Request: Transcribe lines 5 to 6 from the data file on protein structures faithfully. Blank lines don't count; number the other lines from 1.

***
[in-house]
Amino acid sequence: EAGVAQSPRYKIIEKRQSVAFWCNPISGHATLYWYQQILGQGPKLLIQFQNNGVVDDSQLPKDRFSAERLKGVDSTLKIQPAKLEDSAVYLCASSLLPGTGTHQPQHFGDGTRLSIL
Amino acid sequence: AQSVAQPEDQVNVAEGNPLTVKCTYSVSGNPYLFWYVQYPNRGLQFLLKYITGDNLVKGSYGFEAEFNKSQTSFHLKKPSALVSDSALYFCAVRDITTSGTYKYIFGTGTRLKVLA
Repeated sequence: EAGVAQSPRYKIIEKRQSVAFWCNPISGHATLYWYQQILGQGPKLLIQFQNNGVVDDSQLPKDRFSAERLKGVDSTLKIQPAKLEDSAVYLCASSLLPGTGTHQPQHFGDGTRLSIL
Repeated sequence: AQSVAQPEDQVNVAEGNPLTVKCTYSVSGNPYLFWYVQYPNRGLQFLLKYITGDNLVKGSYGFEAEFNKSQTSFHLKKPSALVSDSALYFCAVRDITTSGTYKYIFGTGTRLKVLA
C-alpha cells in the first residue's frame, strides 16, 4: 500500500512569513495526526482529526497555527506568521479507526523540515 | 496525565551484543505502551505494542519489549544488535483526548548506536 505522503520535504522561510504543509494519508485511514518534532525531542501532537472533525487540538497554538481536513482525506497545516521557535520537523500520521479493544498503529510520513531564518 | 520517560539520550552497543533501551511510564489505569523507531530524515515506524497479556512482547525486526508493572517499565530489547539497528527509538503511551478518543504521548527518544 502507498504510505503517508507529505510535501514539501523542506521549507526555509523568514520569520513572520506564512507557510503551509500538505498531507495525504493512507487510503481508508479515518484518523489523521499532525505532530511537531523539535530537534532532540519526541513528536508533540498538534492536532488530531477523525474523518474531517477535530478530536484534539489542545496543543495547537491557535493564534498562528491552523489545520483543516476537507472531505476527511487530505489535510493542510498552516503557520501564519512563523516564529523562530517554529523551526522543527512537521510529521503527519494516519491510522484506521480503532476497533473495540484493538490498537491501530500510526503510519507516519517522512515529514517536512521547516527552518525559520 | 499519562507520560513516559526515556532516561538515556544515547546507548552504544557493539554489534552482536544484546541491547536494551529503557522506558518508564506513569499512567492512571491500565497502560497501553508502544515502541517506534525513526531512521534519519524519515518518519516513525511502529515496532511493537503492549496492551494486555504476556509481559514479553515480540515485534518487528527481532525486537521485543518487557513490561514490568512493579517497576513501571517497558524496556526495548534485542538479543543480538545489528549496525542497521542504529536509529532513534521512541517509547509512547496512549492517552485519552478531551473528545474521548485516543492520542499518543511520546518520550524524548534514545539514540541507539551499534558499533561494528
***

Repeated sequence: AQSVAQPEDQVNVAEGNPLTVKCTYSVSGNPYLFWYVQYPNRGLQFLLKYITGDNLVKGSYGFEAEFNKSQTSFHLKKPSALVSDSALYFCAVRDITTSGTYKYIFGTGTRLKVLA
C-alpha cells in the first residue's frame, strides 16, 4: 500500500512569513495526526482529526497555527506568521479507526523540515 | 496525565551484543505502551505494542519489549544488535483526548548506536 505522503520535504522561510504543509494519508485511514518534532525531542501532537472533525487540538497554538481536513482525506497545516521557535520537523500520521479493544498503529510520513531564518 | 520517560539520550552497543533501551511510564489505569523507531530524515515506524497479556512482547525486526508493572517499565530489547539497528527509538503511551478518543504521548527518544 502507498504510505503517508507529505510535501514539501523542506521549507526555509523568514520569520513572520506564512507557510503551509500538505498531507495525504493512507487510503481508508479515518484518523489523521499532525505532530511537531523539535530537534532532540519526541513528536508533540498538534492536532488530531477523525474523518474531517477535530478530536484534539489542545496543543495547537491557535493564534498562528491552523489545520483543516476537507472531505476527511487530505489535510493542510498552516503557520501564519512563523516564529523562530517554529523551526522543527512537521510529521503527519494516519491510522484506521480503532476497533473495540484493538490498537491501530500510526503510519507516519517522512515529514517536512521547516527552518525559520 | 499519562507520560513516559526515556532516561538515556544515547546507548552504544557493539554489534552482536544484546541491547536494551529503557522506558518508564506513569499512567492512571491500565497502560497501553508502544515502541517506534525513526531512521534519519524519515518518519516513525511502529515496532511493537503492549496492551494486555504476556509481559514479553515480540515485534518487528527481532525486537521485543518487557513490561514490568512493579517497576513501571517497558524496556526495548534485542538479543543480538545489528549496525542497521542504529536509529532513534521512541517509547509512547496512549492517552485519552478531551473528545474521548485516543492520542499518543511520546518520550524524548534514545539514540541507539551499534558499533561494528